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Queen's Island

Queen's Island on the River Lagan is home to the Harland and Wolff ship-yards, birthplace of the Titanic, probably Belfast's most famous export. The Belfast shipbuilding industry can be dated back to the mid-1600s, and the banks of the Lagan became devoted to the H+W shipyards in the late eighteenth century. From Queen's Island came some of the most famous ships in modern history, such as the Olympic and the Britannia. Despite its sticky end, the Titanic is still celebrated as one of the most notable triumphs of modern industry, and its history is celebrated each year during the Belfast "Titanic Festival".

Queen’s Island on the River Lagan is home to the Harland and Wolff ship-yards, birthplace of the Titanic, probably Belfast’s most famous export. The Belfast shipbuilding industry can be dated back to the mid-1600s, and the banks of the Lagan became devoted to the H+W shipyards in the late eighteenth century. From Queen’s Island came some of the most famous ships in modern history, such as the Olympic and the Britannia. Despite its sticky end, the Titanic is still celebrated as one of the most notable triumphs of modern industry, and its history is celebrated each year during the Belfast “Titanic Festival”.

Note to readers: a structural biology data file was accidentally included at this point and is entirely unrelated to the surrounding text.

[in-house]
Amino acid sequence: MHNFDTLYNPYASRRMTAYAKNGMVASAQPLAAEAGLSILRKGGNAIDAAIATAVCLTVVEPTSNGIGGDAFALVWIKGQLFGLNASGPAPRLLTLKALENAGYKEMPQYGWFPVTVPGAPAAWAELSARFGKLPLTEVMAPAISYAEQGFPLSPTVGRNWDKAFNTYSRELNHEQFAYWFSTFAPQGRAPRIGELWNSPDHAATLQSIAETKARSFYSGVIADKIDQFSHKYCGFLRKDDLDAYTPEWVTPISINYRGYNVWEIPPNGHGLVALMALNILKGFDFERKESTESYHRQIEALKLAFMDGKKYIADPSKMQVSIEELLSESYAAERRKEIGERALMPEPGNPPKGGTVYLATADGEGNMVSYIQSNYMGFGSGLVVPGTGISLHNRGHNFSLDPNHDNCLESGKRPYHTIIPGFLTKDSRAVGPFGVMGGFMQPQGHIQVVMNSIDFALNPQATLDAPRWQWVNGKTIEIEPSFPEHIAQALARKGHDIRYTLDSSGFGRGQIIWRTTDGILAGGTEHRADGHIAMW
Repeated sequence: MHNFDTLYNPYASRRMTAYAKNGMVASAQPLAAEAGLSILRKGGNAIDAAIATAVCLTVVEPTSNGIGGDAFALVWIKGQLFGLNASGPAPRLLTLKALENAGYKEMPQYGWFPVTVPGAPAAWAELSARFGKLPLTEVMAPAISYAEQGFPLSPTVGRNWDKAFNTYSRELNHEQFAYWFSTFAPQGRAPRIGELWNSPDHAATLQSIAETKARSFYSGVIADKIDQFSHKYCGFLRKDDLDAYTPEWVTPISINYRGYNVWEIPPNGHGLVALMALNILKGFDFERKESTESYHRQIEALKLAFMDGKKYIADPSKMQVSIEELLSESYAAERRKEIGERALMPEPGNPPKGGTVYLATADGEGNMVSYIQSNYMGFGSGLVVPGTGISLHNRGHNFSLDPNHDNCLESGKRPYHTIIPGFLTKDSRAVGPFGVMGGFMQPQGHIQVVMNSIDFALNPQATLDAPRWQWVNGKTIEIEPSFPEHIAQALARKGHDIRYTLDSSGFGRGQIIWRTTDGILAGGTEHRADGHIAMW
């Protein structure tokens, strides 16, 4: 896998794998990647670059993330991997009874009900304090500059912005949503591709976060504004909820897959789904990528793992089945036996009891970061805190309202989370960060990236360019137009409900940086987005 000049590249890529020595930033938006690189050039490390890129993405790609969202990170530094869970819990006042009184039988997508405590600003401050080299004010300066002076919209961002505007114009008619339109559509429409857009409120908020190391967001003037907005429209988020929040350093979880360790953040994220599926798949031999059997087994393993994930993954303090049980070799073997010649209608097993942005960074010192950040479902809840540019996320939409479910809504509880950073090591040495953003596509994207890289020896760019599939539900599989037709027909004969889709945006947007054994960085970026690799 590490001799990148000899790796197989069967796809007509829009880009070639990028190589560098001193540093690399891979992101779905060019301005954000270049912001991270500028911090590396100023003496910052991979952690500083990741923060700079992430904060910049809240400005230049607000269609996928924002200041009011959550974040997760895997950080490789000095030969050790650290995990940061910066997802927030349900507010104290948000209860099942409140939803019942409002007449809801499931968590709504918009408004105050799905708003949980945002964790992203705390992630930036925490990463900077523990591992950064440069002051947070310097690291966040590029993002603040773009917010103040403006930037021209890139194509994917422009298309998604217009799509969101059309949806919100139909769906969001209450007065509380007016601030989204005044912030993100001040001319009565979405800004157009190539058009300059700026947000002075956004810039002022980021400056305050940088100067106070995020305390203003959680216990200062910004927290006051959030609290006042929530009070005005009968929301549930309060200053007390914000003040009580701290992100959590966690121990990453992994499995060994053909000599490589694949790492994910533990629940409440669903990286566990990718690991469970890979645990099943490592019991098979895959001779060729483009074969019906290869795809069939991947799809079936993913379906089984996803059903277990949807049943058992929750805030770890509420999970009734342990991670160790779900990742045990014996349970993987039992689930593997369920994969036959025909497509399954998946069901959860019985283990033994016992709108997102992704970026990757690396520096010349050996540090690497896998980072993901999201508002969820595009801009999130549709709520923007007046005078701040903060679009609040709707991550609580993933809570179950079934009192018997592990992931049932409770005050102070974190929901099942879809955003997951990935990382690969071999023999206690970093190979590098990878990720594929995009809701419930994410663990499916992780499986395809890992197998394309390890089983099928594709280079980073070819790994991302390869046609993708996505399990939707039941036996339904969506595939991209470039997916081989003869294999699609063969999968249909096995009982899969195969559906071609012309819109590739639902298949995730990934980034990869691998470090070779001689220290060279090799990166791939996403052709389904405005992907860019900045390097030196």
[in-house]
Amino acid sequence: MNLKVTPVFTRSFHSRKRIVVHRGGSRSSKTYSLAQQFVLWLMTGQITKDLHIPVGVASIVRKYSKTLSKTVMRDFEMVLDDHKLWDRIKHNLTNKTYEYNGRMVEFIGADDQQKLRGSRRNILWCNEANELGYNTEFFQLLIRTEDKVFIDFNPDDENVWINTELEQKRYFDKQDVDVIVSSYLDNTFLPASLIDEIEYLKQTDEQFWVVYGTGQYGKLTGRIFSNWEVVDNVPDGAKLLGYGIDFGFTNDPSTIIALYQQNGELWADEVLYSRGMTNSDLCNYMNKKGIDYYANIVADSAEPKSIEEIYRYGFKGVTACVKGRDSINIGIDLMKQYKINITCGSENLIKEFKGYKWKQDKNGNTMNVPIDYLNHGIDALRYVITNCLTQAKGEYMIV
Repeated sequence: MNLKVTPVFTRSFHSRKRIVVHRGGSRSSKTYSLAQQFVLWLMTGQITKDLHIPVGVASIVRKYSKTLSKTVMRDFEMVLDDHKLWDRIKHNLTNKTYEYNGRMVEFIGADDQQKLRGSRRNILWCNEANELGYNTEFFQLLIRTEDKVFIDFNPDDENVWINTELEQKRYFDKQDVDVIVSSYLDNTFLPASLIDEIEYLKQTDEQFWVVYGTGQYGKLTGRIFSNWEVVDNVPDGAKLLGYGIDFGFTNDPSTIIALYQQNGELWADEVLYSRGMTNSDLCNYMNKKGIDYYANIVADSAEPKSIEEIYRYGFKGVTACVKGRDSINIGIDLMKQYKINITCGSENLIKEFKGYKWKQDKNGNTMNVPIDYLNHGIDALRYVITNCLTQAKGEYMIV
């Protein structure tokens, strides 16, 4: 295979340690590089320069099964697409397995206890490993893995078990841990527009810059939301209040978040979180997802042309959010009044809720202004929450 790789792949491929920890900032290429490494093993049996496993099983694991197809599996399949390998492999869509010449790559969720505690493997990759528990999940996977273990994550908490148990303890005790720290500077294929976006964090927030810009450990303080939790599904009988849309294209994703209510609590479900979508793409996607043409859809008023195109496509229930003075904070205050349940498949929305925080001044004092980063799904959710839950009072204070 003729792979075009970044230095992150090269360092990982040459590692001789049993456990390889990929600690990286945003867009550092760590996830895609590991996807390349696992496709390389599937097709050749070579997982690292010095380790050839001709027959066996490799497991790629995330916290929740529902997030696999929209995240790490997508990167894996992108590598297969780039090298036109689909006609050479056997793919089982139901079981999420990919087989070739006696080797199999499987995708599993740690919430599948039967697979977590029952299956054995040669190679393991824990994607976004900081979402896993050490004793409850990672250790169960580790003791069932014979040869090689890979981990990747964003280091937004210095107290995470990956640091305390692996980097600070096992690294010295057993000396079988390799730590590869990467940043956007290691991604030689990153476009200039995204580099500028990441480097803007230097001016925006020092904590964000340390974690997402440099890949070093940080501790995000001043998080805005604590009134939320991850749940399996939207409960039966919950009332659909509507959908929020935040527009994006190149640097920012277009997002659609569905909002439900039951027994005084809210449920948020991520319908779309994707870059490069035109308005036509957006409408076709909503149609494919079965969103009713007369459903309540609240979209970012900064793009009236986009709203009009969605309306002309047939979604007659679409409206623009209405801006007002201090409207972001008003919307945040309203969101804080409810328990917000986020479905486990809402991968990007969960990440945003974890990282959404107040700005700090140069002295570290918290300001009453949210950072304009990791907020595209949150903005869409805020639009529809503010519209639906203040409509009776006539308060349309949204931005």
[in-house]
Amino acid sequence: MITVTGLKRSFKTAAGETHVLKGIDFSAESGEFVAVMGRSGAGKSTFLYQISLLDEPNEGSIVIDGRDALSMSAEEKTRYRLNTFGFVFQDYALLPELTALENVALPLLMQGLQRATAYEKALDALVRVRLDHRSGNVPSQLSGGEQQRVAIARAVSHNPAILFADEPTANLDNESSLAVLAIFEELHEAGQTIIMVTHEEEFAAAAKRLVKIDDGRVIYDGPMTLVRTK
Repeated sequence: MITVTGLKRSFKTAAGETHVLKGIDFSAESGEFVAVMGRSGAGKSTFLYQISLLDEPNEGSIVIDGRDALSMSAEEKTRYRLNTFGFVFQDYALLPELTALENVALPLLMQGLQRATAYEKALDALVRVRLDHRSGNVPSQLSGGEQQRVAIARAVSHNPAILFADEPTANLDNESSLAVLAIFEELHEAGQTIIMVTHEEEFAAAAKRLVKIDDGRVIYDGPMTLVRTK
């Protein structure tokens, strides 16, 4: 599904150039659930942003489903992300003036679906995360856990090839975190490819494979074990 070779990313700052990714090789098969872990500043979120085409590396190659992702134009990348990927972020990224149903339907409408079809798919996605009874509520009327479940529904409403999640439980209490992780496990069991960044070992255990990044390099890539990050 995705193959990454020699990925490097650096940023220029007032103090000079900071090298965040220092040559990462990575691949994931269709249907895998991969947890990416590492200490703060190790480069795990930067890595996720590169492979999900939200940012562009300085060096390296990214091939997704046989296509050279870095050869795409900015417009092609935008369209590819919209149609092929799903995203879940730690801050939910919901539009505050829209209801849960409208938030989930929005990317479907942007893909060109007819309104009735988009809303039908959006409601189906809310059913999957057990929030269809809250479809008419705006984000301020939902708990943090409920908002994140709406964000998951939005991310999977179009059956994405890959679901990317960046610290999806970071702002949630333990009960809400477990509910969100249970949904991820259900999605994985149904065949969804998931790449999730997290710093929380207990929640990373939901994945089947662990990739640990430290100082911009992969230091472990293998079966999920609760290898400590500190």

Nowadays, the shipyards are pretty much defunct, but the vast, yellow gantry cranes (nicknamed Samson and Goliath by locals) still stand as icons of Northern Ireland, overlooking Belfast. Queen’s Island is now known as “Titanic Quarter” and plans are made to develop it into a complex of offices and apartments, making it something akin to New York’s Long Island. Soon, most of it will be razed down to make way for the new complex – but, for the moment, it’s still open to the (more intrepid) public.

Even if clambering over piles of brickwork and inhaling a lot of dust isn’t your thing, the Laganside area of Belfast is certainly worth a visit. The Island is adjacent to some of Belfast’s most interesting sights – it’s overlooked by the ten meter-long sculpture, the ‘Big Fish’, which is clad in ceramic engravings and pictures of Northern Irish history, and the dockside pubs and markets are great for some local color. A hop and a jump away from Queen’s Island is the Odyssey Complex, a huge collection of cinema screens, bowling lanes, bars and interactive exhibits. If you’re planning on a visit, let me know!

written by starsky

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